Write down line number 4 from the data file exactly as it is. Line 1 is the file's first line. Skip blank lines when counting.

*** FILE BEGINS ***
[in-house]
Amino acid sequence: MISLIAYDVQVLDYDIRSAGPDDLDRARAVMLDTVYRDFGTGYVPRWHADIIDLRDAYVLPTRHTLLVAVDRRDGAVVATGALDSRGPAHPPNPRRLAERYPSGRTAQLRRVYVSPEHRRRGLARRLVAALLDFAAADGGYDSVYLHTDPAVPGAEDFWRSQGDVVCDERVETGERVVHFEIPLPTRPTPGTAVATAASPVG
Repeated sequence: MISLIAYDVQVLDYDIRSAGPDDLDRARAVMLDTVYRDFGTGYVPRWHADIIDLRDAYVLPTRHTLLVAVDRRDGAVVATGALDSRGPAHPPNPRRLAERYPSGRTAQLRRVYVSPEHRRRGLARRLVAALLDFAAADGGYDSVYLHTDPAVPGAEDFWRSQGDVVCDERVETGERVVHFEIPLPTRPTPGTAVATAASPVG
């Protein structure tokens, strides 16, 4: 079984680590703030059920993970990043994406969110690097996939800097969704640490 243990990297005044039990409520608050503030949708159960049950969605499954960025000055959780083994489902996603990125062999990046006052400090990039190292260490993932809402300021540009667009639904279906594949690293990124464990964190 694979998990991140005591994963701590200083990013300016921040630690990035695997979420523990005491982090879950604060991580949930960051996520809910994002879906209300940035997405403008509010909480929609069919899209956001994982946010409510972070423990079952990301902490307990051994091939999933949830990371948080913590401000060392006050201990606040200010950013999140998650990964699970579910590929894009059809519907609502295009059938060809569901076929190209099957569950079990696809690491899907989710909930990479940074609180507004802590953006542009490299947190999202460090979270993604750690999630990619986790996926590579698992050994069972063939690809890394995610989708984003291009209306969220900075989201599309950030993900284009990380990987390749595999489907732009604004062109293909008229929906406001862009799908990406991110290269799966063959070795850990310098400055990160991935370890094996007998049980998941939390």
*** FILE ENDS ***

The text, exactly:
């Protein structure tokens, strides 16, 4: 079984680590703030059920993970990043994406969110690097996939800097969704640490 243990990297005044039990409520608050503030949708159960049950969605499954960025000055959780083994489902996603990125062999990046006052400090990039190292260490993932809402300021540009667009639904279906594949690293990124464990964190 694979998990991140005591994963701590200083990013300016921040630690990035695997979420523990005491982090879950604060991580949930960051996520809910994002879906209300940035997405403008509010909480929609069919899209956001994982946010409510972070423990079952990301902490307990051994091939999933949830990371948080913590401000060392006050201990606040200010950013999140998650990964699970579910590929894009059809519907609502295009059938060809569901076929190209099957569950079990696809690491899907989710909930990479940074609180507004802590953006542009490299947190999202460090979270993604750690999630990619986790996926590579698992050994069972063939690809890394995610989708984003291009209306969220900075989201599309950030993900284009990380990987390749595999489907732009604004062109293909008229929906406001862009799908990406991110290269799966063959070795850990310098400055990160991935370890094996007998049980998941939390």